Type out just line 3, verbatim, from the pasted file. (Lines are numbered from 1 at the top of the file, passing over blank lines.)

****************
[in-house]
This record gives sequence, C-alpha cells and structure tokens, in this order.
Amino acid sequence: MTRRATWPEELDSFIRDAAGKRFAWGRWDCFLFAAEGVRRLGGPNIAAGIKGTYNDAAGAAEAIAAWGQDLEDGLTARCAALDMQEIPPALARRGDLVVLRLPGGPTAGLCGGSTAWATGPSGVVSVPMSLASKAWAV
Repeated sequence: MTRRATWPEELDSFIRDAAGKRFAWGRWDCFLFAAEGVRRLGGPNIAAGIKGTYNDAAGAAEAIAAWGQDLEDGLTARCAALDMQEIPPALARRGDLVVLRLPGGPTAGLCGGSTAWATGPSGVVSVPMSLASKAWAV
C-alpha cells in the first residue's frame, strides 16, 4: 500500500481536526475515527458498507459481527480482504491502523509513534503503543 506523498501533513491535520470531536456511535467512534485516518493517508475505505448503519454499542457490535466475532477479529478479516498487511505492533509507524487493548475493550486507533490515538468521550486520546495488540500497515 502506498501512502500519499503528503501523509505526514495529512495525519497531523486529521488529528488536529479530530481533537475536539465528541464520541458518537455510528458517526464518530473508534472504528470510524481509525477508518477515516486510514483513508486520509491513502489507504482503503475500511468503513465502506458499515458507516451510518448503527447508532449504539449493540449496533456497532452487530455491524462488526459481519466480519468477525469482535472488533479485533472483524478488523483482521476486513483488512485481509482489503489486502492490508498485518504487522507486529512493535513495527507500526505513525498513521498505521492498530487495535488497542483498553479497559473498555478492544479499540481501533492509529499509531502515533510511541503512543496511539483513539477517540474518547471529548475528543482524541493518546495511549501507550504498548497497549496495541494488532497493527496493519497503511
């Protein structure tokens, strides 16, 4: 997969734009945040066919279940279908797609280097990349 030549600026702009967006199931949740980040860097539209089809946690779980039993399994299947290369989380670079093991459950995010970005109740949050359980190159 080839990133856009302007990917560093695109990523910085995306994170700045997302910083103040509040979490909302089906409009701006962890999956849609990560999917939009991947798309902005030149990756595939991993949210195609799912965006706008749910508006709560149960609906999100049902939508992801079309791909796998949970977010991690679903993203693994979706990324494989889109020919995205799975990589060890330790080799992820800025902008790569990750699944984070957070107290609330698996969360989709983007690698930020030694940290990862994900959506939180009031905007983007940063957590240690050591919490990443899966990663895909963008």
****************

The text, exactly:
Amino acid sequence: MTRRATWPEELDSFIRDAAGKRFAWGRWDCFLFAAEGVRRLGGPNIAAGIKGTYNDAAGAAEAIAAWGQDLEDGLTARCAALDMQEIPPALARRGDLVVLRLPGGPTAGLCGGSTAWATGPSGVVSVPMSLASKAWAV